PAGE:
At this point you might be bored out of your mind. Please forgive me, I could go on and on about this kind of stuff. The bottom line is this – around the time that a woman discovers her pregnancy, she already has a living being with a beating heart and its own genetic makeup growing inside of her. Far from just a clump of cells; it is a tiny, developing human being. Life functions on a continuum, and as human life grows and develops, we call it different names. Embryo, fetus, infant, toddler, child, teenager, adult, elder…the difference here is a matter of time.

These are straight facts from my med school textbook, by no means is this an opinion based on my political affiliation or my belief in God as the Creator of human life. The fact is that we’ve been done a huge disservice by being told the “clump of cells” lie.  Do your research and know the truth for yourself! And remember this when someone tells you that they’ve suffered a miscarriage. They didn’t lose a clump of cells. They’ve lost a life, the life of their child, in it’s earliest form.

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I hope I was able to shed some light on some things you didn’t know, or maybe even reinforce some things you already did. Please like, comment, and share for the purpose of raising awareness!

 

Other Resources:

Pro soccer player Sydney Leroux opens up on Pregnancy and Infant Loss Awareness Day

Rainbow Baby Photoshoot

Breaking The Silence: I Had A Baby

 

When the Birds and the Bees Aren’t Enough

 

Wow – it’s been over 4 months since my latest post. I haven’t blogged since before Christmas! So far this year life has been pretty hectic for us and I haven’t really had much time to write. First, let me say hello to all of my new followers and readers!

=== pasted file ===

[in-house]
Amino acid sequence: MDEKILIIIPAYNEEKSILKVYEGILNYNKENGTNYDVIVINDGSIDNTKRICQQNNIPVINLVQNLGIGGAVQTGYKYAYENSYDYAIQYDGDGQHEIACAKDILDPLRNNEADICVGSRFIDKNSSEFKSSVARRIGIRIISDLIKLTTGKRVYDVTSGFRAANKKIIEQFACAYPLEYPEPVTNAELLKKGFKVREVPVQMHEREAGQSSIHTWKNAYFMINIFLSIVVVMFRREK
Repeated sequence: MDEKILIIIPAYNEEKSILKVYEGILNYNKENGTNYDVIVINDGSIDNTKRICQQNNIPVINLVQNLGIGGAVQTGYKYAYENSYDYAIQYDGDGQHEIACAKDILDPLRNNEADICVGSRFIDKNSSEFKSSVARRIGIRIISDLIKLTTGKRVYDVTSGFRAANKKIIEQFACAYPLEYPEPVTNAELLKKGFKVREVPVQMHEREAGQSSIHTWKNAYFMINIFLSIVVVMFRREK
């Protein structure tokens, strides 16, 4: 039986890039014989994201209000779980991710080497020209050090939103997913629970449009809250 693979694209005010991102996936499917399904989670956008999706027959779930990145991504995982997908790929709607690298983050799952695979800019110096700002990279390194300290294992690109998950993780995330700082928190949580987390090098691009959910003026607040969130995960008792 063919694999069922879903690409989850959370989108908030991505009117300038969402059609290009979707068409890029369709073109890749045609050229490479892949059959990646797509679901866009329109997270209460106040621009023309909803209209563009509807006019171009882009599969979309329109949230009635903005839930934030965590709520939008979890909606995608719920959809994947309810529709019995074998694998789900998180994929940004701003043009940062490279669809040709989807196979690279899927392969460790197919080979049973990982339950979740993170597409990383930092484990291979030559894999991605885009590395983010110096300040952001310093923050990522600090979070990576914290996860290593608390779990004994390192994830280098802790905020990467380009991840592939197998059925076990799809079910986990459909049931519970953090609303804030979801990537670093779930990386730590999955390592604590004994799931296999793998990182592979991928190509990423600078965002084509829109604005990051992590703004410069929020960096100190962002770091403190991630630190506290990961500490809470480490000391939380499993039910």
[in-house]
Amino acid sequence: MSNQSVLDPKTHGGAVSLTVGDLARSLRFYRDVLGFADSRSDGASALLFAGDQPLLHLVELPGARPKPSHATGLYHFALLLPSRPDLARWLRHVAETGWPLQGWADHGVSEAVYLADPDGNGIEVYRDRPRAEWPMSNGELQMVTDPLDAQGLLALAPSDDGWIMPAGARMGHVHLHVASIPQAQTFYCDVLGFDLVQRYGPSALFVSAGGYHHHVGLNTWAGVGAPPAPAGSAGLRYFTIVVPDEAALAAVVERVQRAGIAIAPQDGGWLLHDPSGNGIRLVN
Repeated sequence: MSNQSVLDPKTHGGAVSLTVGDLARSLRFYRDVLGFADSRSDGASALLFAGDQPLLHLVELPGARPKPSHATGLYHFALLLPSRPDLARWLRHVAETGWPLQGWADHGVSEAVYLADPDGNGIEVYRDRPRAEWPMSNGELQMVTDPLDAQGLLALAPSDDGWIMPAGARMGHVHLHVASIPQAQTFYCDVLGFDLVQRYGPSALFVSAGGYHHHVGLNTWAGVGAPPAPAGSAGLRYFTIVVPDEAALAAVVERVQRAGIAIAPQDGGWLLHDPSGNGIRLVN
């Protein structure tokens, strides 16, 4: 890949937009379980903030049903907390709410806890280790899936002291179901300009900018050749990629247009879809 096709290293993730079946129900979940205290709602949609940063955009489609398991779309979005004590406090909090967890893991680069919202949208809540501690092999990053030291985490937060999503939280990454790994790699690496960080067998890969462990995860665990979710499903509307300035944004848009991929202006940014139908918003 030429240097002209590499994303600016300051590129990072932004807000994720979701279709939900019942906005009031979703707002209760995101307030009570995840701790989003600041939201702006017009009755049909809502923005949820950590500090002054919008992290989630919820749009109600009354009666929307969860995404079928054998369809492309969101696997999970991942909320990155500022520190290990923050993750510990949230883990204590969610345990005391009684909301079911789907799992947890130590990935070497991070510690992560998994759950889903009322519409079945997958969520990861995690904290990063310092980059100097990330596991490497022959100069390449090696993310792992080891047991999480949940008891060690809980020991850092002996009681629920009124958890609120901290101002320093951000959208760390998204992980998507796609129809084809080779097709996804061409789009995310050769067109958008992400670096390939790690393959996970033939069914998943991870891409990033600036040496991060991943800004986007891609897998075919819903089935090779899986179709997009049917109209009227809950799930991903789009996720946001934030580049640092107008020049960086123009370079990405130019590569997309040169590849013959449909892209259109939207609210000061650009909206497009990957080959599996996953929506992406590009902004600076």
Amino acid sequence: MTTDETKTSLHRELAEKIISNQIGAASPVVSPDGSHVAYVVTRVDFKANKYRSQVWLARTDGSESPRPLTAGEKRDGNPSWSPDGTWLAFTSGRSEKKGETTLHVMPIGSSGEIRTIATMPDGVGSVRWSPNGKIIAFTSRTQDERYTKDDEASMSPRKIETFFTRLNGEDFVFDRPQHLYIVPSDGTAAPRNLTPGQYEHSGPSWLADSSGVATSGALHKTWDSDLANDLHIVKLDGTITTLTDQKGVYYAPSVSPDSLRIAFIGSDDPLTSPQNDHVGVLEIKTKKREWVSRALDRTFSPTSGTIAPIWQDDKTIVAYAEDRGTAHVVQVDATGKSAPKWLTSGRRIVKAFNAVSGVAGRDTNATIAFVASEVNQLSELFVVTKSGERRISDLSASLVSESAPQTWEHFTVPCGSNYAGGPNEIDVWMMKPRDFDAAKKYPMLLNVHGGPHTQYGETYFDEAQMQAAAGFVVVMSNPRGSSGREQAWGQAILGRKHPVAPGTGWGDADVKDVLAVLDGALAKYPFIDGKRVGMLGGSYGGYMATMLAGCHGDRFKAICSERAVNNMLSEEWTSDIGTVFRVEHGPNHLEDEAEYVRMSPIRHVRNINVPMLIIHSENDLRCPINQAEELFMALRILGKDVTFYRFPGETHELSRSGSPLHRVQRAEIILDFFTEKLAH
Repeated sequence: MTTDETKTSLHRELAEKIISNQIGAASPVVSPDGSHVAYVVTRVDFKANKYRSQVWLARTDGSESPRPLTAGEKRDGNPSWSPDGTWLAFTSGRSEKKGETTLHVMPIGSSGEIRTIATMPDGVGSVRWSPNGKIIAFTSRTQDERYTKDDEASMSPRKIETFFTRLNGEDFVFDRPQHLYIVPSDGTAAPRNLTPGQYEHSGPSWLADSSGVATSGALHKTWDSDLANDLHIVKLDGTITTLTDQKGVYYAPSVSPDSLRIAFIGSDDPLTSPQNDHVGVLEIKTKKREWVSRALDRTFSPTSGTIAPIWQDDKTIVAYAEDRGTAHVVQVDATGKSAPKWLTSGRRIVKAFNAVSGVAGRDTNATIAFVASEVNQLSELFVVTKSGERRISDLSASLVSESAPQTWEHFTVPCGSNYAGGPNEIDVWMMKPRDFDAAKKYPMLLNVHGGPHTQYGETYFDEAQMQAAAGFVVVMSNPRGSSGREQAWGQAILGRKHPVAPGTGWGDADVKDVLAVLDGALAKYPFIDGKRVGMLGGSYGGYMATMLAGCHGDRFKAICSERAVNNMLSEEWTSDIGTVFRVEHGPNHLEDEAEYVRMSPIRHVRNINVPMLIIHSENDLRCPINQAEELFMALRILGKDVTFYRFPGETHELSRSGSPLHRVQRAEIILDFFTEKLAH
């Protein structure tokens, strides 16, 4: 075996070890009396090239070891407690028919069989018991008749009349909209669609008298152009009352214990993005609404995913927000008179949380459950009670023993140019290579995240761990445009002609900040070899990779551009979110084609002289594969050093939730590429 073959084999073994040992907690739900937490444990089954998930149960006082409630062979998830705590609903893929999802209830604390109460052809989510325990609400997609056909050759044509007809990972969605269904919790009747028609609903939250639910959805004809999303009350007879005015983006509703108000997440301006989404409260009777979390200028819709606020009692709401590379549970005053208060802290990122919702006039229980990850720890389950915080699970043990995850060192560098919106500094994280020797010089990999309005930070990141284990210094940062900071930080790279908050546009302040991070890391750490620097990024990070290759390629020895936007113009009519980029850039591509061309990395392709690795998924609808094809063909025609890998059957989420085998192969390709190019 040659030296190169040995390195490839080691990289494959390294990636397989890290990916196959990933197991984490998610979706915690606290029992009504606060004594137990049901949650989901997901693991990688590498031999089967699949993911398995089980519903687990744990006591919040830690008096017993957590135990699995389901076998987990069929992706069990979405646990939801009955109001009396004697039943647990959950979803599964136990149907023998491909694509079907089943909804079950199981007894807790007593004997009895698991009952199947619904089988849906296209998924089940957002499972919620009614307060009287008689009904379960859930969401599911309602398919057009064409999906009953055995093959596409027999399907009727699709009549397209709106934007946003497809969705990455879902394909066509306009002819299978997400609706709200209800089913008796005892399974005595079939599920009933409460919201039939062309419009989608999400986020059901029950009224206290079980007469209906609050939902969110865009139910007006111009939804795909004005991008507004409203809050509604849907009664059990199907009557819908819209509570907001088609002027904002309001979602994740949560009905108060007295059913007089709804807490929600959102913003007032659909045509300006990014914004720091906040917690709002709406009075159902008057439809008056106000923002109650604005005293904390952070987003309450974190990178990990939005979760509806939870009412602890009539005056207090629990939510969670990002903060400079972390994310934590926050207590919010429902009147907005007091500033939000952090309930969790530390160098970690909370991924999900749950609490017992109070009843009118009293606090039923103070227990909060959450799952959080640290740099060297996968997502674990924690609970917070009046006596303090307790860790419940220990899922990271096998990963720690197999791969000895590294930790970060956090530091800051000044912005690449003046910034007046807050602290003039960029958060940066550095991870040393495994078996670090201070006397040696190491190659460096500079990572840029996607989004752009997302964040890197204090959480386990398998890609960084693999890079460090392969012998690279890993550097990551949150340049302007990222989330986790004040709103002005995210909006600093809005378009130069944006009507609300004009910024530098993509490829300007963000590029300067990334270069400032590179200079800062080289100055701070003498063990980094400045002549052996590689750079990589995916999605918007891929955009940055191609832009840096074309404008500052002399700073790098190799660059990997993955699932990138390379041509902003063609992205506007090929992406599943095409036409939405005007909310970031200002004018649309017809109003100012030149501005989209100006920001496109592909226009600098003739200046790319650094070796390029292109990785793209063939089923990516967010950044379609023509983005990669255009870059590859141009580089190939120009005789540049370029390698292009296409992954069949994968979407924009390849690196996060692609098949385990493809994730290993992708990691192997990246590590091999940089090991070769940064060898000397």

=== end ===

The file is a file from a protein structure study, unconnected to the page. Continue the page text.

Last year, I shared with you the experience my husband and I had with our miscarriage. Long story short, we had a surprise pregnancy that ended devastatingly when I was nearly 3 months along; I detailed that story here. A whole 15 months have passed since then and so far, most of my blog posts have been centered around this loss. I remember feeling like I was never going to make it through that time of my life! But here we are over a year later and we’re making it through. God has kept us. We’re not over it, I don’t think you ever “get over” something like that. However, we’ve adjusted and we’re okay now. I am okay.

What I haven’t talked much about though is what’s been going on since then. Marcus and I are coming up on 2 years of marriage. With that, people are getting really antsy and for whatever reason feel comfortable enough to ask about our family planning.

“Where are the babies?”

“You must be waiting until you finish medical school. Smart girl!”

“Are y’all thinking of having kids any time soon?”

If you’ve been married longer than 15 minutes I’m sure you’ve heard it all before, too! Usually I just force a smile and say some vague, canned response like “Whenever the time is right I guess”. I can’t really get mad; most of these questions come from well-meaning friends and family who are genuinely interested in my life. But very few people know that Marcus and I are currently trying to get pregnant again, and have been trying again since last March when we were cleared after the miscarriage. I think now is an appropriate time for me to share.

It’s been 14 months of trying. 14 months of failing. 14 months of unwanted periods and negative pregnancy tests. 14 months of wondering what’s wrong with me. 14 months of Facebook pregnancy announcements and baby shower invitations (don’t worry, I’m happy for you. Just sad for me). 14 months of praying and crying out to God.